A word heard often enough begins to sound like nonsense. Something about repetition bores our restless heads, and reduces a term to what it truly is: the emanations of a fat tongue slapping against teeth while food-scented wind blows past. By all rights, The Wonderful 101 should let us guess what its voice actors had for breakfast within the first hour - you're unlikely to have heard "Unite" more cumulatively within the rest of your life.
Those two syllables burst from your speakers roughly once every two minutes as you play, but never sound nonsensical. Unity is everything to this game: a high concept that saturates story, themes and even its bombastic theme tune. Not that you'll have time to ponder such things; the way Platinum works the notion into a genuinely new, and initially baffling combat system will take every ounce of concentration you have.
The Unite system is, at a base level, a snazzy way to switch weapons in a Wii U action game: draw a circle (on the GamePad screen or with the right analogue stick) and your followers form a fist, draw a wavy line and they conjoin into a whip. It's efficient, memorable and enables the player to carry the game's entire arsenal with them at all times, but that's not necessarily the exciting bit.
No, it's in the way that system is stretched and expanded throughout, even built into the many cutscenes, that begins to break the mould. While the way the game spools out fenced-in battles spread over levels joined with light platforming and puzzles will be familiar to anyone who's played Hideki Kamiya's games before (Devil May Cry, Viewtiful Joe and Bayonetta are all his) the presentation is wholly new for the developer.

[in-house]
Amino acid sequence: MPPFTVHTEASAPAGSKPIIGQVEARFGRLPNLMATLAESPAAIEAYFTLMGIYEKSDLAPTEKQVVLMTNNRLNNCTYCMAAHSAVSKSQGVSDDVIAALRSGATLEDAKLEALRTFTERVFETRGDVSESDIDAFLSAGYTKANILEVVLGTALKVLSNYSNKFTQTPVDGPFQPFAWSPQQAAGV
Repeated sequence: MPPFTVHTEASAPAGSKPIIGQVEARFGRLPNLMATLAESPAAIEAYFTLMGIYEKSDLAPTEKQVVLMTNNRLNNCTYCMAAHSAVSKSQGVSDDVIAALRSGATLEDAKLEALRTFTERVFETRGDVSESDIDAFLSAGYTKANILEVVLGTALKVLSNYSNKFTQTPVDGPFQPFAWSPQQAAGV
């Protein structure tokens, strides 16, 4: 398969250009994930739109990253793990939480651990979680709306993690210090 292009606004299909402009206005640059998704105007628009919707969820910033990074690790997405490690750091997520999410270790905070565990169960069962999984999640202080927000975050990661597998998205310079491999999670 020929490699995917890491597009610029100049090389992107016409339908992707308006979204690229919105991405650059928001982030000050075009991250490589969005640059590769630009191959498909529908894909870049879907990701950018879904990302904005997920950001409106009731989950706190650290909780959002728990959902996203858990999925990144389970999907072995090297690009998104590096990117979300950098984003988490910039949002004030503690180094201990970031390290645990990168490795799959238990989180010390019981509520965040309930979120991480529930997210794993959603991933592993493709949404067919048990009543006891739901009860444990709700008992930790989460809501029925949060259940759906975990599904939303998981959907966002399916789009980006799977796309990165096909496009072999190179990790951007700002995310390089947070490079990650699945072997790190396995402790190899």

The Wonderful 100 (you - yes, you - are the additional '1') is a group of superheroes united by their mission to fight off an alien invasion and you play as every one of them, simultaneously. The approach to control is similar, but more ambitious than Pikmin's: pick a weapon and its wielder becomes the leader of the group, with every other member automatically swarming behind him or her as they move.
This has a huge impact on the rest of the game's design. Firstly, to fit that multitude of characters onscreen the camera takes a roughly isometric position well above the battlefield. It leaves your group as a flitting set of fairly ugly specks, albeit dwarfed by beautiful worlds rendered toy-like by the scale and a neat tilt-shift photography effect that accentuates depth of field. Secondly, and more importantly, the focus on the sheer volume of characters you have adds seemingly endless layers of strategy, exploration and collection to a game otherwise about stumpy men and women in masks punching robots. It's all, well, united by the Unite system.
Combat, you see, isn't as simple as picking a weapon form and bashing away. The Wonderful 100's superpower sees key members (to your right) fusing the remaining ninety-something into objects. Imagine Green Lantern's constructs, only made of jellified humans, and you're pretty much there. The clever bit is how this 'people as fuel' concept is woven into your strategies.
You're constantly on the lookout for recruits to join the team, both named members of the 100 scattered throughout the game and the citizens you're trying to save, who can be corralled and instated as temporary team members. Heroes are enlisted by encircling them with the Wonder Liner, the tool usually used to sketch the weapon symbols. A larger team benefits these weapons: the more members fed into a Unite Fist, achieved by drawing a bigger circle, the bigger the hand becomes. The bigger your group, the bigger the stockpile of fleshy green shells you have for the Unite Gun, the longer the Unite Sword and so on.